Hotel San Pedro, also downtown, 3rd Calle #2, SO. between 1 y 2 Avenidas, walking distance to Parque Central, economically priced at about $15 to $18 for a double. Has restaurant, air conditioning, color TV on cable. Simple, basic accommodations, good economy choice. Prices range from $5 to $18 night Telephone 53-1513 and 53-4014.

Hotel Colombia, economical, downtown, with or without air conditioning, $10 to $15 a night. Telephone 53-3118.

Bed & Breakfast, two rooms with one bath, guests are picked up at the airport and given a tour of SPS for $45 per couple. Rio Piedras area, Calle 9, S.O., Casa 239D, Avenidas 23 y 24. Location within walking distance of Las Tejas, Pat's or Jose y Pepe. Phone/fax 57-4056. Transportation and tours available. Operated by English speaking guide, Javier Pinel. Recommended.

Brisas de Occidente, an economy hotel, $5 a night. Backpacker recommendation.

Restaurants of San Pedro Sula
Restaurante Don Udo's, European cuisine, moderately priced, one of the best in SPS, off Avenida Circunvalación, three blocks from the fountain Bella Vista, Boulevard Los Proceres, Sometimes crowded, reservations recommended, lunch from 11:30 to 2 AM dinner 6 to 11 PM Sunday brunch 8 to 12 noon, breakfast Mon.- Sat. 7 to 10 AM Tel. 53-3106, fax 57-2040. Recommended;

Restaurante La Carreta, as far as atmosphere and elegance, one of the best in town, pricey, good steaks, Avenida Circunvalación, 17 Avenida between 2 and 3 Calles, Barrio Las Andes.

Restaurante La Cascada, international menu, meat and seafood specialties. Open for lunch and dinner. Full service bar with giant TV, Avenida Circunvalacion, 1 y 2 Calle N.O., telephone 57-1087.

Pat's Steak House, best steak house in town, on Avenida Circunvalación. Meals are $10 to $12, 5 Calle, 17 Avenida No. 22, Rio Piedra, tel. 53-0939.

Restaurante Alejandro's, international cuisine, moderately priced, pleasant atmosphere, Avenida Circunvalación, between 5-6 Calles, SO, No. 128, telephone 52-1191.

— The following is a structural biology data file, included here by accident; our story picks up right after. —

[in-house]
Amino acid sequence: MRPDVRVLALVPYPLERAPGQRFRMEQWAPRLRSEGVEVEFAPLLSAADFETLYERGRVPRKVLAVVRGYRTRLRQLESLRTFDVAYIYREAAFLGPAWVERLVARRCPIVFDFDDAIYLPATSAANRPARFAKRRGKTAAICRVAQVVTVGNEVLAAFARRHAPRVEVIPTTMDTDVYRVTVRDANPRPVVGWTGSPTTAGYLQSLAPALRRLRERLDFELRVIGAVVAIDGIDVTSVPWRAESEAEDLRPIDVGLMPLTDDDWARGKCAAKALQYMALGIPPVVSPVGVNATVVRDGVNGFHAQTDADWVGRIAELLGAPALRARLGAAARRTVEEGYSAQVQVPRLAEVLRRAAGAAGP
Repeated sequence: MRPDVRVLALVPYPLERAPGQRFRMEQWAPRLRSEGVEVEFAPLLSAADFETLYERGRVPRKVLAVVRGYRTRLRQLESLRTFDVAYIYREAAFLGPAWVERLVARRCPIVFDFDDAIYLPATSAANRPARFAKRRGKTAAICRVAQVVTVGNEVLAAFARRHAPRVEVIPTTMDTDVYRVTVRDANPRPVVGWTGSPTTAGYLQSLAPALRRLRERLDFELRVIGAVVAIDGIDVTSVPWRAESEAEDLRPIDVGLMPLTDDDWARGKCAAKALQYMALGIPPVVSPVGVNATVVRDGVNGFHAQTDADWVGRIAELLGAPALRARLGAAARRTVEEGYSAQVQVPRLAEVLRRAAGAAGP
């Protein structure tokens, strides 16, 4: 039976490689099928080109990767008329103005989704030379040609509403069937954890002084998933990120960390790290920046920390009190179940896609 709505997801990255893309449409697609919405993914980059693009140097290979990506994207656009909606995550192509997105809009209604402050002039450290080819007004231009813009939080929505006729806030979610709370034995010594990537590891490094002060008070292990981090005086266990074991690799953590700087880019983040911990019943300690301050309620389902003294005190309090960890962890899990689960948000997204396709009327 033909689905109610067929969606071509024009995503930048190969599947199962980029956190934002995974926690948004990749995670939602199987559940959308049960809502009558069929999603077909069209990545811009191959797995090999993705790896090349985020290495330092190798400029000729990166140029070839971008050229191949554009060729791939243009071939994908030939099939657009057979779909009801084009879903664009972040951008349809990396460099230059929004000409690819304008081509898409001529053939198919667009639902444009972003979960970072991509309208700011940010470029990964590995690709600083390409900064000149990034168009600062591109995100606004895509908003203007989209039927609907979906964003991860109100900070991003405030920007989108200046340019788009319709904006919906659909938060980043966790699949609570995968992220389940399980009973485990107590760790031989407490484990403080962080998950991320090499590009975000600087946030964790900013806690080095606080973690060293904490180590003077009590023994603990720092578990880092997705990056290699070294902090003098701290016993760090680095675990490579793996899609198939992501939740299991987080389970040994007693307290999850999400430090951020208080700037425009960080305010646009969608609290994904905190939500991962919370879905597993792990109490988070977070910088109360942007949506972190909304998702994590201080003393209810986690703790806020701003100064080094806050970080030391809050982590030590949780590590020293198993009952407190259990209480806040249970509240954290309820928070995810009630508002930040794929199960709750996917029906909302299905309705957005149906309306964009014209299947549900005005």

Restaurante Las Tejas, good basic menu, economical. On Avenida Circunvalación, 9 Calle, between 16 and 17 Avenidas, tel. 52-2705.

Restaurante Rio de Plata, very good Uruguayan style beef. On 17 Avenida 10 and 12 Calles, SO, near the Pandaria Los Andes.

Restaurante Estancia Parrillada, Uruguayan meat restaurant on Avenida Circunvalación near Los Angeles Hotel, telephone 52-3002.

Restaurante Vicente, 7a Avenida, between 1a-2a Calles, excellent Italian food, economical, long established business, now in present location for about two years. Telephone 52-1335.

Cafeteria Vony, this is a coffee shop located about three blocks from the Hotel Gran Sula, 1 Calle, and 7 Avenida. American type food is served, 7 AM to 9 PM Telephone 58-1972.

Restaurants Candiles I and Candiles II, are near each other about 3 blocks from Parque Central. Recommended by locals.

Pizzeria Italia, located on 1a Calle corner of 5a Avenida, they have the same owner as Restaurante Vincente.

San Pedro Sula also has fast food restaurants, Burger King, Wendy's,Mc Donalds,  Pizza Hut, Pollos Popeye's and so forth, just ask they're not too difficult to find.

The Bay Islands...

Just off the Caribbean coast is the Bay Islands, known for their crystal clear waters and white powdered sands. Investors have already discovered the three islands, Roatan, Guanaja, and Utila, and the prices reflect this.

Of the Bay Islands, most expatriates live on Roatan, population, 14,000. The population is less on Guanaja, population 8,000, but the prices of real estate are 40 to 50 percent less than Roatan.

Roatan is the most developed of the three islands and is more expensive because of this. Home building lots for inland lots start at $25,000 and up to $250,000 for for finished beach front lots. Condominium prices on newer projects range from $100,000 for a small one bedroom, to $400,000 for large oceanfront units.

Honduras' Northern Caribbean coast is noted for its beautiful beaches. Good real estate buys are still available. Preferred towns are Trujillo, La Ceiba, and Tela due to the beautiful beaches and infrastructure.

For assistance in buying real estate , complete the request form and include any comments or specifications of what interest you.

Land titles date back to the Spanish Crown. The  government  runs property registration called "Registro de la propiedad Hipotecas y Anotaciones Preventivas del departmento de Francisco Morazon" This is the official registry.

Foreign Ownership...

Currently, restrictions on the ownership of  land located in the Honduran border and coastal areas are regulated by Article 107 of the (1982) Honduran Constitution, which translated from Spanish states the following: